Welcome to the Sevov Lab!

The Sevov lab develops strategies at the interface of homogeneous catalysis and electrochemistry for the sustainable utilization of electricity that is generated from renewable sources. By treating electrical energy as a reagent, our group aims to demonstrate that toxic, explosive, or expensive reagents, which drive traditional synthetic organic processes, can be replaced with inexpensive and benign additives. This will enable organic synthesis to be performed in a safe, sustainable, and scalable manner. In addition to the application of electrical energy to synthesis, we seek to design large scale energy storage systems that can assist with the integration of intermittent electrical loads from renewable sources into the electrical grid. Sevov lab members addressing these challenges will be trained and exposed to the multidisciplinary fields of organic and organometallic synthesis, catalyst design, mechanistic study, materials development, and electroanalytical evaluation.

Electrically-Driven Homogeneous Catalysis

The development of metal-catalyzed reactions has revolutionized synthetic organic chemistry. Because many of these catalytic processes necessitate changes to the oxidation state of the metal, catalysts are generally of noble metals with vetted ligands that facilitate the redox events. To render these transformations favorable, high energy additives are added or substrates are prefunctionalized. Our lab is interested in utilizing electrochemistry in combination with homogeneous catalysis to drive chemical reactions by modulating the input of electrical energy, which allows electrons to be treated like inexpensive reagents. In doing so, our lab will develop methods for complex organic synthesis that (i) utilize earth-abundant metal catalysts, (ii) convert stoichiometric reagents into catalysts, and (iii) access high-energy intermediates under mild conditions to accelerate turnover-limiting processes.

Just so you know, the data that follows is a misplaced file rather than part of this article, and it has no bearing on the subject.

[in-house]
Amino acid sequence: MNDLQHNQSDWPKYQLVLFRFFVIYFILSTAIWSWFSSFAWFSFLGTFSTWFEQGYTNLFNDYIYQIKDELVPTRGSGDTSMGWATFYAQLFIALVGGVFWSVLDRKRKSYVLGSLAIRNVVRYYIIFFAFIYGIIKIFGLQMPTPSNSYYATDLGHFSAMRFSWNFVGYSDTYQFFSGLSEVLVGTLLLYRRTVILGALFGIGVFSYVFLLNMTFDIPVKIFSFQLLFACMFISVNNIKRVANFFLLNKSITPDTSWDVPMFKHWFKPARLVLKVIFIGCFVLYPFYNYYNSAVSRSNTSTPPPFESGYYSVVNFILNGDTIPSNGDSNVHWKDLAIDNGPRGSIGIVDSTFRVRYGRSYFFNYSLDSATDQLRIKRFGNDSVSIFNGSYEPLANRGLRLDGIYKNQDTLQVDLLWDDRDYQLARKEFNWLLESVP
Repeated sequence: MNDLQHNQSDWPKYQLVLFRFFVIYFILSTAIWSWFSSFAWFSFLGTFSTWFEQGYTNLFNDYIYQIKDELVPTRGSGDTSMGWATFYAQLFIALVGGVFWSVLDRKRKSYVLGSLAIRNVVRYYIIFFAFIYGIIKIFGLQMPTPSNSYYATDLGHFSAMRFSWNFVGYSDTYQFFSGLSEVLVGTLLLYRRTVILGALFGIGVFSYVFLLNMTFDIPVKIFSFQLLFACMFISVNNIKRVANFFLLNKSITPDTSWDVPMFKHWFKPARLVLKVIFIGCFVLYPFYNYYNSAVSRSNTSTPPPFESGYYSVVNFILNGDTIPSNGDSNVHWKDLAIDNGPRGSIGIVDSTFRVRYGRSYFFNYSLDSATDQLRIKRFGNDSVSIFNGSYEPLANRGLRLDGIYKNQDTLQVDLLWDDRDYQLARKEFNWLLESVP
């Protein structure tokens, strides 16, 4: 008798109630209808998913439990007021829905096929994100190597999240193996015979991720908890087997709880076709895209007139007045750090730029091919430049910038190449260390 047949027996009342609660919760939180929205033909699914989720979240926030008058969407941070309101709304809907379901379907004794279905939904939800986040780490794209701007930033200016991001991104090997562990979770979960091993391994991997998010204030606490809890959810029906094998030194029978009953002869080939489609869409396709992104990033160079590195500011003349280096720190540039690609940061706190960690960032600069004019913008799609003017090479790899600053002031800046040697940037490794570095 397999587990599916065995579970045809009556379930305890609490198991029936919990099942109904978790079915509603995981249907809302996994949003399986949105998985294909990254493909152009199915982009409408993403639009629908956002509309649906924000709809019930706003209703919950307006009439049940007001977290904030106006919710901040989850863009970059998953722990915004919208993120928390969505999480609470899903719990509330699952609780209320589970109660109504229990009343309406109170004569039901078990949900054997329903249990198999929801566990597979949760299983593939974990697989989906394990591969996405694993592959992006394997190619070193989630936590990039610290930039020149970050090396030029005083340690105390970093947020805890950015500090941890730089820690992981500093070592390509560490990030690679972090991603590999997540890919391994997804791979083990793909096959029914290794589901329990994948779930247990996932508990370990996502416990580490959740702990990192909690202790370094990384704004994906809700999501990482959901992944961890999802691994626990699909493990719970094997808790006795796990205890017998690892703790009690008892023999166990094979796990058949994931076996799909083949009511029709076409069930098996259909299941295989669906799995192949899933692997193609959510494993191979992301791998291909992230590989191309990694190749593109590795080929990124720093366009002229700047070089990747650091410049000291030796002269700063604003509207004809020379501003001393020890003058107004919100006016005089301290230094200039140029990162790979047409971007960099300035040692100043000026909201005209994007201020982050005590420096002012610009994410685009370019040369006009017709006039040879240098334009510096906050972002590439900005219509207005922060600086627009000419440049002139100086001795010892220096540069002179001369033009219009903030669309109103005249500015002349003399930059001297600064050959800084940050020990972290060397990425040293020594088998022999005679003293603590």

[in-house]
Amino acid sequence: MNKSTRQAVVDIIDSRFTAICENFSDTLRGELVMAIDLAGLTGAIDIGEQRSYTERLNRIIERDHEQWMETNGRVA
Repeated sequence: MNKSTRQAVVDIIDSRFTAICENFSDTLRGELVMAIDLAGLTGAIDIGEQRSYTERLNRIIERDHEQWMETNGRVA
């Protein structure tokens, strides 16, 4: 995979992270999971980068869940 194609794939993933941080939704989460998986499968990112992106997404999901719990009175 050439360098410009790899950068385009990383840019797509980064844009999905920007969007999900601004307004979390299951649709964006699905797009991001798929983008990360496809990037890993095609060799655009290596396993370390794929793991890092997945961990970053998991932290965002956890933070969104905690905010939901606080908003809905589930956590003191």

Large-Scale Energy Storage

Integration of electrical energy that is harnessed by wind turbines or photovoltaics into the electrical grid requires large-scale energy storage systems that can modulate the variable and intermittent nature of these energy sources. However, the immense scale of this challenge precludes the use of most established battery technologies due to their cost. Our group will pursue an interdisciplinary approach of organic synthesis, polymers and materials development, and electroanalytical chemistry to invent scalable energy storage devices that utilize inexpensive liquid anode and cathode materials for shuttling and storing energy.


The Sevov lab is currently looking for highly motivated graduate and undergraduate students with interests in organic and organometallic synthesis, catalysis, or energy storage. Inquiries about positions in the group are welcomed.